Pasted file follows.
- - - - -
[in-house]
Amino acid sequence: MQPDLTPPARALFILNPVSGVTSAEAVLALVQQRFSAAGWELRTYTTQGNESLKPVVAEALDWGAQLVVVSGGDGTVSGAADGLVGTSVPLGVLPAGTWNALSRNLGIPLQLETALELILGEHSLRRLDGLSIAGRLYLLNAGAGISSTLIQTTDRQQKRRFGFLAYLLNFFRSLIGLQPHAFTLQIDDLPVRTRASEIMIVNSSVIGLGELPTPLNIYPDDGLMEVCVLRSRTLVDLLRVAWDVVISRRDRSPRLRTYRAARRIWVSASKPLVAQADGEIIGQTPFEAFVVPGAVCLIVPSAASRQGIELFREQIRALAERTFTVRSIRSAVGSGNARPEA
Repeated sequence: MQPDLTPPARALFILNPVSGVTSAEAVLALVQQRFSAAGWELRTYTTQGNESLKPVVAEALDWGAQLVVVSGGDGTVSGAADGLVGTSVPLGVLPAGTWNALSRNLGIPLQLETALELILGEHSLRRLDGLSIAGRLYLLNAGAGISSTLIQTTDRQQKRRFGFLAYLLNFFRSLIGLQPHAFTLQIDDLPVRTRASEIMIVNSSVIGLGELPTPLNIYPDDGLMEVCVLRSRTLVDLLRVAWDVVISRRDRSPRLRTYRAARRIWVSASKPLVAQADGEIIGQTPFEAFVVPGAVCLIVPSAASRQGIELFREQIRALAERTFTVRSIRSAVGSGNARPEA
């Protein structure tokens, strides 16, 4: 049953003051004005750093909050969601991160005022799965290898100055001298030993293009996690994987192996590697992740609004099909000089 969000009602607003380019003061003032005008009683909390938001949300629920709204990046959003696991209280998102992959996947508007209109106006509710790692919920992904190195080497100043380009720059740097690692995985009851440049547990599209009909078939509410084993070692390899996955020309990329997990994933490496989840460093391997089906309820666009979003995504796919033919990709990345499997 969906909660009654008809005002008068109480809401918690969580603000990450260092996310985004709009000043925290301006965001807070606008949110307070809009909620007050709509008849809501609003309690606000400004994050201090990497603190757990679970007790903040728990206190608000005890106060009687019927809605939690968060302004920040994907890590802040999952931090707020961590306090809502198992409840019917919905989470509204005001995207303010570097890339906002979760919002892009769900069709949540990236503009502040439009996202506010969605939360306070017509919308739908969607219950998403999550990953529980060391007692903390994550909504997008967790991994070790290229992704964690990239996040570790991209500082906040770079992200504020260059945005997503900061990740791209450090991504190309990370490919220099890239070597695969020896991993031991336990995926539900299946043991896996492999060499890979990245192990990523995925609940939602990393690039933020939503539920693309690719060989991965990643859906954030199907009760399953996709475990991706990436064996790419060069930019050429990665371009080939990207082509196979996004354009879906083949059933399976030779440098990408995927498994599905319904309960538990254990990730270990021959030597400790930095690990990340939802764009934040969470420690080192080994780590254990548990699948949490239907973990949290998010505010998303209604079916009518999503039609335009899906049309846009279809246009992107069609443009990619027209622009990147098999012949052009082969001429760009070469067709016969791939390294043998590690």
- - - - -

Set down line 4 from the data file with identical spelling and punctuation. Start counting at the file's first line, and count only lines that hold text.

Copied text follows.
């Protein structure tokens, strides 16, 4: 049953003051004005750093909050969601991160005022799965290898100055001298030993293009996690994987192996590697992740609004099909000089 969000009602607003380019003061003032005008009683909390938001949300629920709204990046959003696991209280998102992959996947508007209109106006509710790692919920992904190195080497100043380009720059740097690692995985009851440049547990599209009909078939509410084993070692390899996955020309990329997990994933490496989840460093391997089906309820666009979003995504796919033919990709990345499997 969906909660009654008809005002008068109480809401918690969580603000990450260092996310985004709009000043925290301006965001807070606008949110307070809009909620007050709509008849809501609003309690606000400004994050201090990497603190757990679970007790903040728990206190608000005890106060009687019927809605939690968060302004920040994907890590802040999952931090707020961590306090809502198992409840019917919905989470509204005001995207303010570097890339906002979760919002892009769900069709949540990236503009502040439009996202506010969605939360306070017509919308739908969607219950998403999550990953529980060391007692903390994550909504997008967790991994070790290229992704964690990239996040570790991209500082906040770079992200504020260059945005997503900061990740791209450090991504190309990370490919220099890239070597695969020896991993031991336990995926539900299946043991896996492999060499890979990245192990990523995925609940939602990393690039933020939503539920693309690719060989991965990643859906954030199907009760399953996709475990991706990436064996790419060069930019050429990665371009080939990207082509196979996004354009879906083949059933399976030779440098990408995927498994599905319904309960538990254990990730270990021959030597400790930095690990990340939802764009934040969470420690080192080994780590254990548990699948949490239907973990949290998010505010998303209604079916009518999503039609335009899906049309846009279809246009992107069609443009990619027209622009990147098999012949052009082969001429760009070469067709016969791939390294043998590690």